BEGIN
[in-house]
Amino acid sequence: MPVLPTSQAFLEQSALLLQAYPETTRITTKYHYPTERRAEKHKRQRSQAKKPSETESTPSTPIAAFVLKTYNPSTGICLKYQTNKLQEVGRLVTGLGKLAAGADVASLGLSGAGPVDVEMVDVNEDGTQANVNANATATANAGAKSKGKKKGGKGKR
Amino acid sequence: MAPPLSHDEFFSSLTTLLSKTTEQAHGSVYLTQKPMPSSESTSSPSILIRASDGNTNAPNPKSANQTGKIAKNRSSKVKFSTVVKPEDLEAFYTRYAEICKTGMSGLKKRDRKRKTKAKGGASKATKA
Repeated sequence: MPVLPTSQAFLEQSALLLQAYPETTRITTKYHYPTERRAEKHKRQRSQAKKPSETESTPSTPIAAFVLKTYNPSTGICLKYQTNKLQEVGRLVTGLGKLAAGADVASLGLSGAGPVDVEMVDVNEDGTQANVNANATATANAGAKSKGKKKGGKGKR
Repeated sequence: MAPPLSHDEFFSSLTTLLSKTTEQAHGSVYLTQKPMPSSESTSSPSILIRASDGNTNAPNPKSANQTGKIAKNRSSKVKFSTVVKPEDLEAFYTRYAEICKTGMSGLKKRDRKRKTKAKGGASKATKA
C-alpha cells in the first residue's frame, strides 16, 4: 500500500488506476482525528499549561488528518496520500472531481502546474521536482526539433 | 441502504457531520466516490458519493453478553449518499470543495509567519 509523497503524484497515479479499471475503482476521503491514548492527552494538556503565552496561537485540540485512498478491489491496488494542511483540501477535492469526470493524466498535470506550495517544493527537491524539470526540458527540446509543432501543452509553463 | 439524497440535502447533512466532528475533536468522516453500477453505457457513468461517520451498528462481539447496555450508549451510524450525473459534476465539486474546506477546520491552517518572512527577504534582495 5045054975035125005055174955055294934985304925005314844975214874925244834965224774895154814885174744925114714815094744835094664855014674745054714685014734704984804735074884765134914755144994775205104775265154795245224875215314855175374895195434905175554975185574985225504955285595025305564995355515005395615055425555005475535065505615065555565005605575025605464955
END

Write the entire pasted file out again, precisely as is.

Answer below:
[in-house]
Amino acid sequence: MPVLPTSQAFLEQSALLLQAYPETTRITTKYHYPTERRAEKHKRQRSQAKKPSETESTPSTPIAAFVLKTYNPSTGICLKYQTNKLQEVGRLVTGLGKLAAGADVASLGLSGAGPVDVEMVDVNEDGTQANVNANATATANAGAKSKGKKKGGKGKR
Amino acid sequence: MAPPLSHDEFFSSLTTLLSKTTEQAHGSVYLTQKPMPSSESTSSPSILIRASDGNTNAPNPKSANQTGKIAKNRSSKVKFSTVVKPEDLEAFYTRYAEICKTGMSGLKKRDRKRKTKAKGGASKATKA
Repeated sequence: MPVLPTSQAFLEQSALLLQAYPETTRITTKYHYPTERRAEKHKRQRSQAKKPSETESTPSTPIAAFVLKTYNPSTGICLKYQTNKLQEVGRLVTGLGKLAAGADVASLGLSGAGPVDVEMVDVNEDGTQANVNANATATANAGAKSKGKKKGGKGKR
Repeated sequence: MAPPLSHDEFFSSLTTLLSKTTEQAHGSVYLTQKPMPSSESTSSPSILIRASDGNTNAPNPKSANQTGKIAKNRSSKVKFSTVVKPEDLEAFYTRYAEICKTGMSGLKKRDRKRKTKAKGGASKATKA
C-alpha cells in the first residue's frame, strides 16, 4: 500500500488506476482525528499549561488528518496520500472531481502546474521536482526539433 | 441502504457531520466516490458519493453478553449518499470543495509567519 509523497503524484497515479479499471475503482476521503491514548492527552494538556503565552496561537485540540485512498478491489491496488494542511483540501477535492469526470493524466498535470506550495517544493527537491524539470526540458527540446509543432501543452509553463 | 439524497440535502447533512466532528475533536468522516453500477453505457457513468461517520451498528462481539447496555450508549451510524450525473459534476465539486474546506477546520491552517518572512527577504534582495 5045054975035125005055174955055294934985304925005314844975214874925244834965224774895154814885174744925114714815094744835094664855014674745054714685014734704984804735074884765134914755144994775205104775265154795245224875215314855175374895195434905175554975185574985225504955285595025305564995355515005395615055425555005475535065505615065555565005605575025605464955